US 4504378 A
A process for reducing the molecular weight of hydrocarbons using NaAlCl4 is provided wherein the hydrogen to carbon ratio of the product slate is approximately the same as the feed material, comprising contacting the feed material with a molten salt of NaAlCl4 having a ratio of aluminum chloride to sodium chloride of at least 1:1, preferably at a temperature of at least 660° F., and at a pressure above atmospheric, preferably from about 50 psia to about 2000 psia, depending upon the product slate desired. According to the present invention, heavy hydrocarbons are converted to a liquid product slate wherein substantially all of the liquid components exhibit a molecular weight lower than the molecular weight range exhibited by the hydrocarbon feedstock.
1. A process for reducing the molecular weight of a high molecular weight hydrocarbon feedstock comprising contacting said feedstock with a molten tetrachloroaluminate catalyst consisting essentially of NaAlCl4, having substantially no excess NaCl or AlCl3, at a pressure above atmospheric and at elevated temperature to produce a liquid product slate wherein substantially all of the components in said product slate exhibit a lower molecular weight than the molecular weight range exhibited by said feedstock.
2. A process according to claim 1 wherein said contacting is at a temperature of from about 660° F. to about 1000° F.
3. A process according to claim 2 wherein said temperature is from about 750 to about 850° F.
4. A process according to claim 3 wherein said temperature is about 800° F.
5. A process according to claim 1 wherein said pressure is from about 50 psia to about 2000 psia.
6. A process according to claim 5 wherein said pressure is from about 100 psia to about 1000 psia.
7. A process according to claim 1 further comprising separating said liquid product by purging with a purge gas.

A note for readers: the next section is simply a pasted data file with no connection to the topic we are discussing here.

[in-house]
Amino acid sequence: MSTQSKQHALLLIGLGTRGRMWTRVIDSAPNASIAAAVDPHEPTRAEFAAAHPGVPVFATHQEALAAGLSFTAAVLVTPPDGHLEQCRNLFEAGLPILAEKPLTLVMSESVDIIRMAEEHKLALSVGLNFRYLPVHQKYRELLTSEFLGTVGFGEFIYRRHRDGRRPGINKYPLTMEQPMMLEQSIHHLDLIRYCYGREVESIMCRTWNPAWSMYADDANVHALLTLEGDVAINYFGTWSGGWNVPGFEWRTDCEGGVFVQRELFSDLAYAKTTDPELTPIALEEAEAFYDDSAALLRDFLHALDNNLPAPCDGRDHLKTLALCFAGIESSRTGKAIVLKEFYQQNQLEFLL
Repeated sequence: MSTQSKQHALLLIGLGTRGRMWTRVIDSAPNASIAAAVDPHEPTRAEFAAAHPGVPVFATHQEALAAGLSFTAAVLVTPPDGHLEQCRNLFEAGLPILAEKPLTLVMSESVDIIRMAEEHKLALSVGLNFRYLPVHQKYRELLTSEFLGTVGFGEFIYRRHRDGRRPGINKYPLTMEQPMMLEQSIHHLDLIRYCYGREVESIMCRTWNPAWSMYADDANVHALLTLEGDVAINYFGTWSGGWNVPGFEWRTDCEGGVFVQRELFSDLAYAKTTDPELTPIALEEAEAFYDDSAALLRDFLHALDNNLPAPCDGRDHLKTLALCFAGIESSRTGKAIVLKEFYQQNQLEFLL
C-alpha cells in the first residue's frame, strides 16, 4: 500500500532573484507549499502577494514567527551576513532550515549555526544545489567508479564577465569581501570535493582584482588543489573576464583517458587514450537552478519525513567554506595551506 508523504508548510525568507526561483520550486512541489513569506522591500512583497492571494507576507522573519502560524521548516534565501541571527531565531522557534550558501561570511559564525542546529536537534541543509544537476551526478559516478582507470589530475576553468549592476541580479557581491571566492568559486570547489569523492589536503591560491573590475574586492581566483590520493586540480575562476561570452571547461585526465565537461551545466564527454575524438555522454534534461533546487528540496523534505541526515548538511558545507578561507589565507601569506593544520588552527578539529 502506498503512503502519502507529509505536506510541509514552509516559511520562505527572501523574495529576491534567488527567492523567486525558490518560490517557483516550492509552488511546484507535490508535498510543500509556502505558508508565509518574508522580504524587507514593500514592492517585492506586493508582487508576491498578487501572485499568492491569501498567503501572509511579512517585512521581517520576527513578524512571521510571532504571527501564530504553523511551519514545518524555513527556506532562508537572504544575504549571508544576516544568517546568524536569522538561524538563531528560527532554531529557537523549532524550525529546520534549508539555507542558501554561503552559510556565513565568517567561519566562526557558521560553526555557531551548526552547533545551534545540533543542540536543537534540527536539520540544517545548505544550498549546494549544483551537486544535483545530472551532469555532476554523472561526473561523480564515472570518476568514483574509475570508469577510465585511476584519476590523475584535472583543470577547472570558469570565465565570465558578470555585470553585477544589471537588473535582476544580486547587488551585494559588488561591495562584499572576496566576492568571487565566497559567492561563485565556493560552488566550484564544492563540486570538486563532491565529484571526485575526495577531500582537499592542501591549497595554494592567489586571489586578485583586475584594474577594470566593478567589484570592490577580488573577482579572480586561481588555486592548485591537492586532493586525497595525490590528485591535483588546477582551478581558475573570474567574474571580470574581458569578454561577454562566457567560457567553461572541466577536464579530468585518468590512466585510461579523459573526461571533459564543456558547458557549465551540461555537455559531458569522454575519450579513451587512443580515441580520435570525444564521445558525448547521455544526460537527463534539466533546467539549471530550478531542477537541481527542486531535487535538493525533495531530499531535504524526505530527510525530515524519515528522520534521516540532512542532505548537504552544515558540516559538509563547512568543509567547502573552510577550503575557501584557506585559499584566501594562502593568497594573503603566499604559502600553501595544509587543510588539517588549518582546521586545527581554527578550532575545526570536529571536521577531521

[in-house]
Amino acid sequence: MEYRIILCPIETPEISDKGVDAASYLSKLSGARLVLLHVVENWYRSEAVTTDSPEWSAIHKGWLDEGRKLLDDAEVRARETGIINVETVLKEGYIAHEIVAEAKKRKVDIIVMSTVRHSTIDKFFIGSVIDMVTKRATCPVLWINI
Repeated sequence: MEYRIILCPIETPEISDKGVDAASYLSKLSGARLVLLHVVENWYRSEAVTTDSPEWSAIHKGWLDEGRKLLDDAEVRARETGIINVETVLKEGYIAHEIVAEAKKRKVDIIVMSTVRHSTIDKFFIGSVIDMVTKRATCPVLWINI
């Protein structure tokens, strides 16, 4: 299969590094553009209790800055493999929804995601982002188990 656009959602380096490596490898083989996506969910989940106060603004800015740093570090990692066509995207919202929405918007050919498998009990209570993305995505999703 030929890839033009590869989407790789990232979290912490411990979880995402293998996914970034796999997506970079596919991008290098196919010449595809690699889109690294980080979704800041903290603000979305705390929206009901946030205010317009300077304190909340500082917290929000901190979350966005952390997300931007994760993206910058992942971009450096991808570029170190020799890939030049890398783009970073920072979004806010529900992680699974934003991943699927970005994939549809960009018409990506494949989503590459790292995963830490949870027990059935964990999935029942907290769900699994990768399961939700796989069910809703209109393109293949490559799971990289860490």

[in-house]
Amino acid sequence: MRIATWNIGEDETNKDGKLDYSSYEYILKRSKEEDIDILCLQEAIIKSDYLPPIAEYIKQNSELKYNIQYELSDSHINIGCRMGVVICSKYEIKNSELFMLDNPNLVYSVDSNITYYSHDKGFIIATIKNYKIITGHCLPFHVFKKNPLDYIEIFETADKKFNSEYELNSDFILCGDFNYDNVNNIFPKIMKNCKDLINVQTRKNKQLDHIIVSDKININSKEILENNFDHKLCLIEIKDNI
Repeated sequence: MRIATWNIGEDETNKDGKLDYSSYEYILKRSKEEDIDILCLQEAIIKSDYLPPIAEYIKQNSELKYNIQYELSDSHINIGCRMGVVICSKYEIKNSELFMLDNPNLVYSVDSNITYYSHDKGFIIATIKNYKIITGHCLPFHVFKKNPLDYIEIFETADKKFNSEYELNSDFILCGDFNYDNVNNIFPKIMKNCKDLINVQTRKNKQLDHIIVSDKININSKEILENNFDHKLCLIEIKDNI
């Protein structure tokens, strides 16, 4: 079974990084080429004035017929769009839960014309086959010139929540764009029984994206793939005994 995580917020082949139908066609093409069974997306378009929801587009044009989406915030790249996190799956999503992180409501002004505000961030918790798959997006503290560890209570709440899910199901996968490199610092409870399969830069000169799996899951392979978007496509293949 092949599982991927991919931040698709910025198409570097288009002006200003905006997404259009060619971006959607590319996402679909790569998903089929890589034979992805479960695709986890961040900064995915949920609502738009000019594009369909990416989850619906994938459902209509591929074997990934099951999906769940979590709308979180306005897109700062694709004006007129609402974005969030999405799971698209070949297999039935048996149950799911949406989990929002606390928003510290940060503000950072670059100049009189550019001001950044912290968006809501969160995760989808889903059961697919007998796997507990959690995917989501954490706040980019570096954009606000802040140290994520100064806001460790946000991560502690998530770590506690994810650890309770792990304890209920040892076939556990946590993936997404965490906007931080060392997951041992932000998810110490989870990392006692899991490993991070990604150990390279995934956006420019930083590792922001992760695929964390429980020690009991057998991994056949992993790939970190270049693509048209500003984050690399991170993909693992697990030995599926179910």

8. A process according to claim 7 wherein at least a portion of said purge gas is reactive.
9. A process according to claim 7 wherein at least a portion of said purge gas is inert.
10. A process according to claim 7 wherein said purge gas is selected from the group consisting. of helium, hydrogen, methane, carbon dioxide, carbon monoxide, aromatics, olefins, hydrogen donors, free radical acceptors and mixtures thereof.
11. A process according to claim 7 wherein said purge gas contains hydrogen chloride.
12. A process according to claim 7 wherein said purge gas is separated from said liquid product slate and is recycled.
13. A process according to claim 1 wherein the hydrogen to carbon ratio of said liquid product slate is substantially the same as the hydrogen to carbon ratio of said feedstock.
14. A process according to claim 1 wherein said feedstock is selected from the group consisting of liquefied coal, solvent refined coal, asphalt, asphaltenes, preasphaltenes, tar, shale oil, petroleum residual oils, oils extracted from tar sands, heavy petroleum crude oils boiling below about 1500° F. and mixtures thereof and wherein substantially all the components of said liquid product slate exhibit molecular weights, lower than the molecular weight of the feedstock.
15. A process according to claim 1 wherein said feedstock further comprises an additive selected from the group consisting of free radical acceptors, hydrogen donors and non-reactive paraffins.
16. A process according to claim 15 wherein said additive is present in an amount up to four times said feedstock on a weight basis.
17. A process according to claim 1 wherein said molten NaAlCl4 is pretreated with gaseous HCl before contacting said feedstock.